TAMPA — The plan was drawn up with near consensus among China, Russia and the United States. Worldwide nuclear weapons stockpiles, the superpowers decided, should be reduced over 10 years until none remain.
Gabon and Bosnia-Herzegovina, seemingly marginal players on the geopolitical stage, were also major parties in crafting the resolution, which included a provision for armed inspections by United Nations troops to ensure compliance.
If only the real U.N. Security Council could solve nuclear arms proliferation in the course of an afternoon.
On the University of South Florida campus Wednesday, dozens of students from 19 Hillsborough, Pasco and Pinellas county middle and high schools gathered for the Tampa Bay Global Classrooms Model U.N. Conference.
The students claimed the roles of ambassadors for the world's nations, often adopting their randomly assigned nations as if they were their own.
For the middle school-level security council, composed of 30 students representing 15 countries, tackling the world's nuclear weapons problem was at times a passionate affair.
"We don't want a nation such as Iran getting supplies for nuclear weapons," cried Robert Chrostowski, 14, representative of Bosnia-Herzegovina, and also an eighth-grader at Williams Middle Magnet School for International Studies in Tampa.
The Iran question arose because of a proposed clause considering what do with the surplus radioactive material.
That question, spearheaded by Sydney Owens, 13, of Gabon's delegation, seemed to be quickly swept aside. Owens otherwise is an eigth-grader at Raymond B. Stewart Middle School in Zephyrhills.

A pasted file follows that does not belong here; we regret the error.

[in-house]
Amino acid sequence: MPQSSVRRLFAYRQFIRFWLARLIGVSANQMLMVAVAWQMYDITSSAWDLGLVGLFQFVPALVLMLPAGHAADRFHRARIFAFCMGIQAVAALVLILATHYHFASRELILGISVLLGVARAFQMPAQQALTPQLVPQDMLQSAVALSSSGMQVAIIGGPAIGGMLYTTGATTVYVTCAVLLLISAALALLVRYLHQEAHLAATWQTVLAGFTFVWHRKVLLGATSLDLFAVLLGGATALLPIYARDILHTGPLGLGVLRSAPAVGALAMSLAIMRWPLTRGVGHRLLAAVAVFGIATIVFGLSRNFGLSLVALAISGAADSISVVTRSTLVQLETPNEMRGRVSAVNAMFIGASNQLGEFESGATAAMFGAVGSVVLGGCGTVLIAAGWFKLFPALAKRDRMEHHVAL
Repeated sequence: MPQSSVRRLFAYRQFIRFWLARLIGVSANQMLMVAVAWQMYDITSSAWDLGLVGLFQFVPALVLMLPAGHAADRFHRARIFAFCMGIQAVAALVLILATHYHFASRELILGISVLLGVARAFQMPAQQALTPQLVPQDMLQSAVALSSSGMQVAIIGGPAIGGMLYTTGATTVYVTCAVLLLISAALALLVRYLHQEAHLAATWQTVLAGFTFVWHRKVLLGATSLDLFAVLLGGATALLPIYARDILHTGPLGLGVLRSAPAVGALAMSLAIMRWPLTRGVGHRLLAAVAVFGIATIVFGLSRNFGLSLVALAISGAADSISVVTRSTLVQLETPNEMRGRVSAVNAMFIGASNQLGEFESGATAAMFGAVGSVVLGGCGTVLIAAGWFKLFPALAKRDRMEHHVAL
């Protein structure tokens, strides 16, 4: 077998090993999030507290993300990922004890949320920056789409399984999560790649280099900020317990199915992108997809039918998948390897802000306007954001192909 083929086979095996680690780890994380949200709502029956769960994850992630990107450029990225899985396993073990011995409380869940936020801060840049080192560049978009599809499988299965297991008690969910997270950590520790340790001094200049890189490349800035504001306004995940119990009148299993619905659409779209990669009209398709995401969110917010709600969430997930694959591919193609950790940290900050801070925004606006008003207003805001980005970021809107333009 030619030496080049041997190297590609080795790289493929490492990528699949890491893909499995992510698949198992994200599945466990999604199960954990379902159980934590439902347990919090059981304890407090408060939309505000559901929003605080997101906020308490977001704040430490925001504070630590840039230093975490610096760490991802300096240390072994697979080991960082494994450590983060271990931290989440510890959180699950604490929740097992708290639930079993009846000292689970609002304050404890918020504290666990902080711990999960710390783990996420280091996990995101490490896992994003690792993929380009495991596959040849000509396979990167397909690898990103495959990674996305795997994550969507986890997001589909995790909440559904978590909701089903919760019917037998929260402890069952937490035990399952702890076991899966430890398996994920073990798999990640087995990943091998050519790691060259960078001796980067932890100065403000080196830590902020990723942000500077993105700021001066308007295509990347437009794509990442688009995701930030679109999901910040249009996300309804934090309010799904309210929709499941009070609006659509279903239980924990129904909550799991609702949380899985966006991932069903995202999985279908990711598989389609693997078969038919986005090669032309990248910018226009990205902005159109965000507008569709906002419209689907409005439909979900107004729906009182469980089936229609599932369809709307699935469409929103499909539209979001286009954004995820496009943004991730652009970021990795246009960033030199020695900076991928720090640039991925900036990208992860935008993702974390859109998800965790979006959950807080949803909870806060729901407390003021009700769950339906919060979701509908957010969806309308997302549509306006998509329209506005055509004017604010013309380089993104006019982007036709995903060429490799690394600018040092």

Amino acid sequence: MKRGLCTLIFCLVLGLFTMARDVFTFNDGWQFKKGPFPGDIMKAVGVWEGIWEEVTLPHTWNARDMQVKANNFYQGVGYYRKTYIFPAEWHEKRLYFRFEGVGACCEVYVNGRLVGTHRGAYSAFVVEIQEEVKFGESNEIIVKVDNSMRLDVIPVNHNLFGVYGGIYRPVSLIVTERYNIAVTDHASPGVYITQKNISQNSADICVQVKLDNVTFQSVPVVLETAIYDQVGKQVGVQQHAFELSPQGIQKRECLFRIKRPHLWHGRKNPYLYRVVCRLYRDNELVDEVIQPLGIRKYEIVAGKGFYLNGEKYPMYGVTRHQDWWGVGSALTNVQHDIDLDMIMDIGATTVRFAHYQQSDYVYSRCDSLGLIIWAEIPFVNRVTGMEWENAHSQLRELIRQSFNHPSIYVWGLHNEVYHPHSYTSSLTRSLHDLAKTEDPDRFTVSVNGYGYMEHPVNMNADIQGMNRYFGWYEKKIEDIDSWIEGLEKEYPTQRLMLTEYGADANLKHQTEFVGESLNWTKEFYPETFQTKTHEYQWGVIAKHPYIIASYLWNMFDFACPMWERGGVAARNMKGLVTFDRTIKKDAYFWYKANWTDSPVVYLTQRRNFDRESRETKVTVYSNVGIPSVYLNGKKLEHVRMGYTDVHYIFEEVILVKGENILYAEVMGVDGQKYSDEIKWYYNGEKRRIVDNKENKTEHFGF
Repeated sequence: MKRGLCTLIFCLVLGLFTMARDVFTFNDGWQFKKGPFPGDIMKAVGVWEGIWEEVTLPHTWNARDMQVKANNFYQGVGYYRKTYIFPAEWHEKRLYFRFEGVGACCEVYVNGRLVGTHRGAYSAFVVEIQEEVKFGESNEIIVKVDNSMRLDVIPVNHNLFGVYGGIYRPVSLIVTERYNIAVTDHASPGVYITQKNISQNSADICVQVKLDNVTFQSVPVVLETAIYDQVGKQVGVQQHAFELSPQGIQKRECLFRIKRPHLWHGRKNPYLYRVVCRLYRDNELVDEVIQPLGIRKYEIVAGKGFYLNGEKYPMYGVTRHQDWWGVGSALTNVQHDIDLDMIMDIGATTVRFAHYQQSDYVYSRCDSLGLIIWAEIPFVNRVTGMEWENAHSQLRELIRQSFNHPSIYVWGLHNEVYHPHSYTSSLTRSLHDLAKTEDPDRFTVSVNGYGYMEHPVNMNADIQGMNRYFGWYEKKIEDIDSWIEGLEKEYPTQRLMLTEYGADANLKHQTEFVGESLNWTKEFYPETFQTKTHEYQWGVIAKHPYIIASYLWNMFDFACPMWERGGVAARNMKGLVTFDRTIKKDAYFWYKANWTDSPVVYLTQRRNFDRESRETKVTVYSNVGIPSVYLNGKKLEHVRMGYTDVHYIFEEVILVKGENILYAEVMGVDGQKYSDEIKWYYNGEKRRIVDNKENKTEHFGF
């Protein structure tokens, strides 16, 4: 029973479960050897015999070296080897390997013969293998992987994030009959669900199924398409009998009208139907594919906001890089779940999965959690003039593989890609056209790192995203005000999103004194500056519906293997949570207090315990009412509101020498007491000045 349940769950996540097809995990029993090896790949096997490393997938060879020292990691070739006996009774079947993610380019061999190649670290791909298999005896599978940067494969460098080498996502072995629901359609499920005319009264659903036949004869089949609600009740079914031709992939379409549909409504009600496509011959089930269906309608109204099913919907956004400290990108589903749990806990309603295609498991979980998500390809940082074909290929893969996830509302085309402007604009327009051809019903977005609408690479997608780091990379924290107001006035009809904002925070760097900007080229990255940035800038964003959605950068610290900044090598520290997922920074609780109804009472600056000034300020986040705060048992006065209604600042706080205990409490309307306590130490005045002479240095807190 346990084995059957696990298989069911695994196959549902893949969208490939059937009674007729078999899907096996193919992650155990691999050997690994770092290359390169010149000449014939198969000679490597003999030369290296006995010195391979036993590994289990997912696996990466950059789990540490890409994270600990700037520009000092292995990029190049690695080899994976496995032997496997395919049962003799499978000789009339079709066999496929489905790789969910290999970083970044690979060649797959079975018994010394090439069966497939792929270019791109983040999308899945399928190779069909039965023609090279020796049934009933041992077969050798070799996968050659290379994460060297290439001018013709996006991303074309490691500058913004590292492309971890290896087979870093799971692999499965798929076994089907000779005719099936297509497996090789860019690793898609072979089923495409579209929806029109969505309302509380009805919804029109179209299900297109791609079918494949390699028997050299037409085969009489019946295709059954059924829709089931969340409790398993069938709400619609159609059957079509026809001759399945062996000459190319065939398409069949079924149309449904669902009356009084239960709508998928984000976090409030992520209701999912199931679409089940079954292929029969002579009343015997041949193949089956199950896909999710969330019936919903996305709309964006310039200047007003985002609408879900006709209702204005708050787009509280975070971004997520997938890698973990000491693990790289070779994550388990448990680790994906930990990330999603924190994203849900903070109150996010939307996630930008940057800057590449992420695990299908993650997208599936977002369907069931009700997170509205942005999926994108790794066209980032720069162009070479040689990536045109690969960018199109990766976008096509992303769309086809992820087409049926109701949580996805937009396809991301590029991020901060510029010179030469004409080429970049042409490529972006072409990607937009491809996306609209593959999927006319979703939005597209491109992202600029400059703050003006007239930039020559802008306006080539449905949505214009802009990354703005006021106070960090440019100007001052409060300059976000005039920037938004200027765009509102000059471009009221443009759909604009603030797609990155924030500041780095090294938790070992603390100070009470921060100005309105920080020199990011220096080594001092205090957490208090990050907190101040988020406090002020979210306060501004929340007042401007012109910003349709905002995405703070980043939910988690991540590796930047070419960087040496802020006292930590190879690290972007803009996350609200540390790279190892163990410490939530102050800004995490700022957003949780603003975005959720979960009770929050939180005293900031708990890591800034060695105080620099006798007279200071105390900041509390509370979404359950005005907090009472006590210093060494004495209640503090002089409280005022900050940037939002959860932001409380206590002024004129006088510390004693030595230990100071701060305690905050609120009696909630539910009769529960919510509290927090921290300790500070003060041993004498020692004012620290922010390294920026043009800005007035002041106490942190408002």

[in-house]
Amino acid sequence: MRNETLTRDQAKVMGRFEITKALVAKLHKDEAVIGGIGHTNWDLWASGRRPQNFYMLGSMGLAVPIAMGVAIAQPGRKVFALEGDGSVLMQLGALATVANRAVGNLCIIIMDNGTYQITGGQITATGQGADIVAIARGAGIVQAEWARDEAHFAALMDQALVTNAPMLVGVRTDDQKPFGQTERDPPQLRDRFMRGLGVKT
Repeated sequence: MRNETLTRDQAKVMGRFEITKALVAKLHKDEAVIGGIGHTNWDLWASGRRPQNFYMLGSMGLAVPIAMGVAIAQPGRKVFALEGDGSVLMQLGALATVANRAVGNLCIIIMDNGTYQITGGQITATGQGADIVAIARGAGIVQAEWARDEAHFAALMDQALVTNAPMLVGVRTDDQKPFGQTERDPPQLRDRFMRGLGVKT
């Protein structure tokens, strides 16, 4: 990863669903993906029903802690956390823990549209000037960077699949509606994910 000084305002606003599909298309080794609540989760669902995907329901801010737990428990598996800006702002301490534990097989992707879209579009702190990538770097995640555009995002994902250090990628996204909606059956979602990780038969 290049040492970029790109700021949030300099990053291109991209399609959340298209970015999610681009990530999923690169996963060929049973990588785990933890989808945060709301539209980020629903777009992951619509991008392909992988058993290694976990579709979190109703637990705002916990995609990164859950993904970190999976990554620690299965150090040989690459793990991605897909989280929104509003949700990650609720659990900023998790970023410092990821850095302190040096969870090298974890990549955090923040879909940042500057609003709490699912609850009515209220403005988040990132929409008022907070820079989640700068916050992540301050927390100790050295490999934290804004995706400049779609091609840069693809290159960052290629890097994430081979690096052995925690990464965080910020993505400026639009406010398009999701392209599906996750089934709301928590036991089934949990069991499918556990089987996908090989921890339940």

Owens, aware of her own country's limited bargaining power, took initiative to keep the political gears rolling when potential roadblocks arose. For instance, China, with its veto power, was hesitant to completely empty its arsenal.
"If they are willing to reduce their nuclear stockpile at all, that's a step in the right direction," Owens said.
Preparing for such debate is no simple task. Many participants stayed after school after their countries were assigned two weeks ago, preparing for the conference.
"We looked up what resolutions have been passed before on the U.N. Web site," Chrostowski said. "Some of them are more than 100 pages long. I sat down and read through them."
Even though the students are all years away from running the show themselves, parents, teachers and event moderators all say their ideas at times can be novel — and their political savvy surprising.
"Some of the resolutions they come up with, I'd like to see them take them to the real top dogs," said Pam Winters, mother of Russian delegation member Zachary Winters, 13, from Stewart Middle.
Liz Alarcon, a junior at the University of Miami and volunteer chair of the middle school security council, said she is often impressed by the solutions to world problems preteens can come up with.
"Middle schoolers have imaginative minds. They do come up with a lot of unconventional solutions," Alarcon said.
Dominick Tao can be reached at (727) 580-2951 or email@example.com.